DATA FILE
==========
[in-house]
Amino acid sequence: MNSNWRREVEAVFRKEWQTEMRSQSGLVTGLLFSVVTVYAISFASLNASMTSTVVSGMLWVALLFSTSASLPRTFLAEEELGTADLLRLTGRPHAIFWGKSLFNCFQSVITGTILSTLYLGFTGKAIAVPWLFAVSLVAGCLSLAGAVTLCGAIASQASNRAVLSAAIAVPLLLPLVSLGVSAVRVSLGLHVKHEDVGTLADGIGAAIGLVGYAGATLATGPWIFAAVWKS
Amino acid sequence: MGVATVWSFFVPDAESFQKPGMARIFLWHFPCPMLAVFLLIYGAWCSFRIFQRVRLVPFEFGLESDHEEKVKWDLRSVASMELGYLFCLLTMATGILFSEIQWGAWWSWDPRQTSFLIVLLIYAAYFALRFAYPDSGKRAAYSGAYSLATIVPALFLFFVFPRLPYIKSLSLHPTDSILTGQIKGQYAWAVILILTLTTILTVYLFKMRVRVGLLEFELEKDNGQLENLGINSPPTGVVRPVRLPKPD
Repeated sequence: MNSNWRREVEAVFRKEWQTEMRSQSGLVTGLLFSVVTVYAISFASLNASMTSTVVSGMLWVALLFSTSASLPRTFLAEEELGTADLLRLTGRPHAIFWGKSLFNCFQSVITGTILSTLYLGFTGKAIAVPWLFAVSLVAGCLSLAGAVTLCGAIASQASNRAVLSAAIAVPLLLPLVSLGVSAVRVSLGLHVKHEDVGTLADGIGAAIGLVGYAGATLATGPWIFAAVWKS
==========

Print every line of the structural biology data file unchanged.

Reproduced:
[in-house]
Amino acid sequence: MNSNWRREVEAVFRKEWQTEMRSQSGLVTGLLFSVVTVYAISFASLNASMTSTVVSGMLWVALLFSTSASLPRTFLAEEELGTADLLRLTGRPHAIFWGKSLFNCFQSVITGTILSTLYLGFTGKAIAVPWLFAVSLVAGCLSLAGAVTLCGAIASQASNRAVLSAAIAVPLLLPLVSLGVSAVRVSLGLHVKHEDVGTLADGIGAAIGLVGYAGATLATGPWIFAAVWKS
Amino acid sequence: MGVATVWSFFVPDAESFQKPGMARIFLWHFPCPMLAVFLLIYGAWCSFRIFQRVRLVPFEFGLESDHEEKVKWDLRSVASMELGYLFCLLTMATGILFSEIQWGAWWSWDPRQTSFLIVLLIYAAYFALRFAYPDSGKRAAYSGAYSLATIVPALFLFFVFPRLPYIKSLSLHPTDSILTGQIKGQYAWAVILILTLTTILTVYLFKMRVRVGLLEFELEKDNGQLENLGINSPPTGVVRPVRLPKPD
Repeated sequence: MNSNWRREVEAVFRKEWQTEMRSQSGLVTGLLFSVVTVYAISFASLNASMTSTVVSGMLWVALLFSTSASLPRTFLAEEELGTADLLRLTGRPHAIFWGKSLFNCFQSVITGTILSTLYLGFTGKAIAVPWLFAVSLVAGCLSLAGAVTLCGAIASQASNRAVLSAAIAVPLLLPLVSLGVSAVRVSLGLHVKHEDVGTLADGIGAAIGLVGYAGATLATGPWIFAAVWKS